The Gulen network of charters is perhaps the most transparent abuse of the charter school system in the US, and their troubled nature is on display again in the midwest.
A clout-heavy charter-school firm that operates four taxpayer-funded
schools in Chicago is suspected of defrauding the government by
funneling more than $5 million in federal grants to insiders and “away
from the charter schools,” according to court records obtained by the
The Sun-Times reports that the FBI is investigating "a scheme to defraud federal programs" running back to "at least 2007." The probe is being run out of the FBI's Cleveland office, which would not comment because the investigation is ongoing.
This particular scheme involved the Concept Charter School chain, and involved bringing in E-Rate funds and funneling them to private companies "affiliated with" Concept's chief information officer, including funneling that money through the Bank of Asya in Turkey, a bank alleged founded and operated by Gulen followers.
That information officer has since sort of, well, vanished from the US. But a computer consultant named Stephen Draviam, who worked for Concept until they cur him off and replaced him with other vendors who have "extensive ties" to the charter operators (read any story about Gulen schools and you'll run into the phrase "extensive ties" many times) has apparently talked to them. He may want to be careful about that. Another former Concept official named Mustafa Emanet broke ties with Concept and suddenly found himself arrested in Turkey for heroin possession. He lives in Ohio now.
The story that emerges here is the same one that emerged in the work of reporter James Pilcher of the Cincinatti Enquirer in October of 2014. Folks with Gulen ties open a charter school, staff it with foreign teachers on H-1B visas, and then begin strip-mining US taxpayers. Grant money, state funding, anything not tied down is sent back to The Movement. Even the teachers are expected to kick a percentage of their salary back to The Movement. The particular brand of fraud that the Sun-Times is writing about is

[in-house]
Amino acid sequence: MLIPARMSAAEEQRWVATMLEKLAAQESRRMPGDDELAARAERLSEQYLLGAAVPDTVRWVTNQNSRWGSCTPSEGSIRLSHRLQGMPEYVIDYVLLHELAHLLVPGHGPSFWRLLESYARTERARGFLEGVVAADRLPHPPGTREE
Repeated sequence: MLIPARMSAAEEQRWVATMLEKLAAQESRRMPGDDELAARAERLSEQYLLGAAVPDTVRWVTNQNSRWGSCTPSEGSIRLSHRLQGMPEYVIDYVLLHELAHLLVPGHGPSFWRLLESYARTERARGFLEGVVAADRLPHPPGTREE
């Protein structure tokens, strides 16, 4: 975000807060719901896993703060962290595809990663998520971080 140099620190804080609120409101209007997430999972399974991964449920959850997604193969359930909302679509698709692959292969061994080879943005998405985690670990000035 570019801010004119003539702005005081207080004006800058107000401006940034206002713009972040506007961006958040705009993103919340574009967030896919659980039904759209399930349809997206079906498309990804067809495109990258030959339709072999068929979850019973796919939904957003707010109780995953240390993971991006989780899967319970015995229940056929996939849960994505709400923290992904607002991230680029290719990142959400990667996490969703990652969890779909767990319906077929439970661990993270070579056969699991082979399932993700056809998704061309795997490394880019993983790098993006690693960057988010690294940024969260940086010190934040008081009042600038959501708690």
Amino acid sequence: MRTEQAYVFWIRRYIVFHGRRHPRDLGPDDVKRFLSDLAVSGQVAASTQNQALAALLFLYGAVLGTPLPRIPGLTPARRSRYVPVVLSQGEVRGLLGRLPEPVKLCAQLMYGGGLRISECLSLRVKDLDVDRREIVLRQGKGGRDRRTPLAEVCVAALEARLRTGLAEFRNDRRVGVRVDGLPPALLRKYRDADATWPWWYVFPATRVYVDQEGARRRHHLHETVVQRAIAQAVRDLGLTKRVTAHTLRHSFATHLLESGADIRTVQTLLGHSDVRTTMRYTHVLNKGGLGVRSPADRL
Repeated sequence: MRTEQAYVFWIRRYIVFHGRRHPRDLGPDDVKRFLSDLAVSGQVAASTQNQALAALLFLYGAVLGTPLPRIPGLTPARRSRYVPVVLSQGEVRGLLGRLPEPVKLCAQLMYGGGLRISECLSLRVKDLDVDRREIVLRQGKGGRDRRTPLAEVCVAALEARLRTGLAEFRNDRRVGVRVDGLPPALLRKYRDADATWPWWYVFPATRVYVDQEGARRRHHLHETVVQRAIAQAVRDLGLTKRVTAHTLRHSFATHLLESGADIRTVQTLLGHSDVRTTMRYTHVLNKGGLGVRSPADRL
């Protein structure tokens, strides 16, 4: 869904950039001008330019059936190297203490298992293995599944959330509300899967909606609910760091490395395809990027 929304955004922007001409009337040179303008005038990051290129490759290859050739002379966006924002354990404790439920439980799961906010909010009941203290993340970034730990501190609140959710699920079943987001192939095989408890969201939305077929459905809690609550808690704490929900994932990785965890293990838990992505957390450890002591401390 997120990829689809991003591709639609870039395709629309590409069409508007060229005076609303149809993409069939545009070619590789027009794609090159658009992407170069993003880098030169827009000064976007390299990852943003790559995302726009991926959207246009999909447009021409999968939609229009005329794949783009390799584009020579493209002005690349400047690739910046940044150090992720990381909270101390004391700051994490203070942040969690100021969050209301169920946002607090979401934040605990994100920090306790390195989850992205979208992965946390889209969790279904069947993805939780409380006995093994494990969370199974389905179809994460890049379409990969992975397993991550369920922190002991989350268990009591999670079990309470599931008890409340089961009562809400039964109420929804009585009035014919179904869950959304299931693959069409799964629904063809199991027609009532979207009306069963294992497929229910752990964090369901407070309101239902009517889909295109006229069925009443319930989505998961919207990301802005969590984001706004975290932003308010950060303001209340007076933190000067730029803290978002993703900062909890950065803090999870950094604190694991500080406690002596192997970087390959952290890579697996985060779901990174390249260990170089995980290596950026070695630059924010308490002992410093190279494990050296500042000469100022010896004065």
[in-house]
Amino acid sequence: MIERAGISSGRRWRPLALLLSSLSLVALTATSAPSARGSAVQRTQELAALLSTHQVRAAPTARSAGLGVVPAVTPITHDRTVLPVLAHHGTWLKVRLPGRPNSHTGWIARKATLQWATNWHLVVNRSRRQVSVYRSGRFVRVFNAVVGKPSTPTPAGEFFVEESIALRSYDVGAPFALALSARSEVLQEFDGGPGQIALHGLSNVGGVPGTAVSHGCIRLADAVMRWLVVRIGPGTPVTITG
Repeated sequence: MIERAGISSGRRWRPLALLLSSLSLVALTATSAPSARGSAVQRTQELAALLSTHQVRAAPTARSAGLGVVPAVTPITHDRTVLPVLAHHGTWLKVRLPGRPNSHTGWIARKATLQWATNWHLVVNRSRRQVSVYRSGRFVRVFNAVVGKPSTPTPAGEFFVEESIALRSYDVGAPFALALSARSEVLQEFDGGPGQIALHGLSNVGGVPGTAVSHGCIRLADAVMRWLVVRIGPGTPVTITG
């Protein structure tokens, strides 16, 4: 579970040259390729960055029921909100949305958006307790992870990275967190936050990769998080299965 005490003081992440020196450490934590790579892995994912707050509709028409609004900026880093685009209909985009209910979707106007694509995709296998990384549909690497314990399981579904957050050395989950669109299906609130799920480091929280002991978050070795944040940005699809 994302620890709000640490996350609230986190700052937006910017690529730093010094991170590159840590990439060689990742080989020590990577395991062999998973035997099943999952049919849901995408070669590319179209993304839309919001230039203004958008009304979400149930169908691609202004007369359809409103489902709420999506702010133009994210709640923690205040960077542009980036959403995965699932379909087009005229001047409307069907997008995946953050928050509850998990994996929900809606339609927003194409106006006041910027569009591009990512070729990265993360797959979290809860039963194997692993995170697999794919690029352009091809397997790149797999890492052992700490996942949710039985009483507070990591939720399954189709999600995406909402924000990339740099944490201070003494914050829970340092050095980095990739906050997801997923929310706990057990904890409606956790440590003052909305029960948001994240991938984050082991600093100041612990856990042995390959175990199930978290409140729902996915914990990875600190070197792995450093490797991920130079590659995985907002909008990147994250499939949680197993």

grant fraud-- writing fake grants for tech grants for the schools while
simply using vendors with "extensive connections" to just send those
grant dollars to The Movement.
The stories are legion. Chicago Public Schools denied Concept two more charters, so Gulen-connected folks took some Illinois politicians on a trip and CPS was overruled by the state. You can find entire blogs devoted to Gule shenanigans, like this one or this one.
Concept is one of the top charter companies in the Great Lakes region-- and their purpose is to collect US tax dollars to send to Gulen's supporters.
So what's a Gulen? Fethullah Gulen is most often referred to as a "reclusive cleric," a displaced political figure from Turkey who is currently out of power, cooling his heels in the Poconos and supposedly waiting for his chance. You can read plenty about his thoughts on his website. The Turkish government would like to have him back-- they've issued a warrant for his arrest. The US has shown no inclination to send him home, but he's also under investigation by the FBI.
The ongoing Gulen network scandals are a reminder of just how big a tool for fraud and theft of US taxpayer money the charter movement can be. We tend to talk as if charter school fraud is "vacation home in Aruba" scale theft, when in fact the accusations against Gulen point out that we're actually talking "maintain a foreign government in exile" scale of money. The narrative about the Gulen movement using US charter schools to scam US taxpayer dollars to run an entire Turkish religious-political movement is both convincing and scary, and more importantly, it's a reminder of just how badly the charter movement can be turned against the interests of American children, taxpayers, and voters.